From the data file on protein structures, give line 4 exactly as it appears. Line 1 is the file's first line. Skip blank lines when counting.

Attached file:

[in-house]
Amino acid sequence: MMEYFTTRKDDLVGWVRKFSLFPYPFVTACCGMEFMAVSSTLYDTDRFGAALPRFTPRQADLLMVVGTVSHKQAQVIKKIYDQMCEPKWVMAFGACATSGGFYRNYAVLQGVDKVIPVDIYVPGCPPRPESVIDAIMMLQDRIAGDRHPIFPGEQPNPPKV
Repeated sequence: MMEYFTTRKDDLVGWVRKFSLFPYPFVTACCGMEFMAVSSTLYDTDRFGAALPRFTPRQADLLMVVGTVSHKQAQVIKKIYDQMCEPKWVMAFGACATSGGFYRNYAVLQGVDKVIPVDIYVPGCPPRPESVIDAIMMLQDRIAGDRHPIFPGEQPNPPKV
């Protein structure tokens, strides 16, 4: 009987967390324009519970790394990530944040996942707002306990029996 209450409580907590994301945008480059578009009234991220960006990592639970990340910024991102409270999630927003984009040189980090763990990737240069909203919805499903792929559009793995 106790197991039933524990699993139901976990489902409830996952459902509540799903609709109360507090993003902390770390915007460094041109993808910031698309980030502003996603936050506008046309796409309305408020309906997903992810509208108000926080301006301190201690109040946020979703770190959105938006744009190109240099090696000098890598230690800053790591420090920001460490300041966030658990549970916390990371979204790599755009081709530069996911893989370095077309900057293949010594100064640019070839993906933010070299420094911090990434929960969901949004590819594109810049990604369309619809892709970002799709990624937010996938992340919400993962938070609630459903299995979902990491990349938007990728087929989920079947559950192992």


């Protein structure tokens, strides 16, 4: 009987967390324009519970790394990530944040996942707002306990029996 209450409580907590994301945008480059578009009234991220960006990592639970990340910024991102409270999630927003984009040189980090763990990737240069909203919805499903792929559009793995 106790197991039933524990699993139901976990489902409830996952459902509540799903609709109360507090993003902390770390915007460094041109993808910031698309980030502003996603936050506008046309796409309305408020309906997903992810509208108000926080301006301190201690109040946020979703770190959105938006744009190109240099090696000098890598230690800053790591420090920001460490300041966030658990549970916390990371979204790599755009081709530069996911893989370095077309900057293949010594100064640019070839993906933010070299420094911090990434929960969901949004590819594109810049990604369309619809892709970002799709990624937010996938992340919400993962938070609630459903299995979902990491990349938007990728087929989920079947559950192992």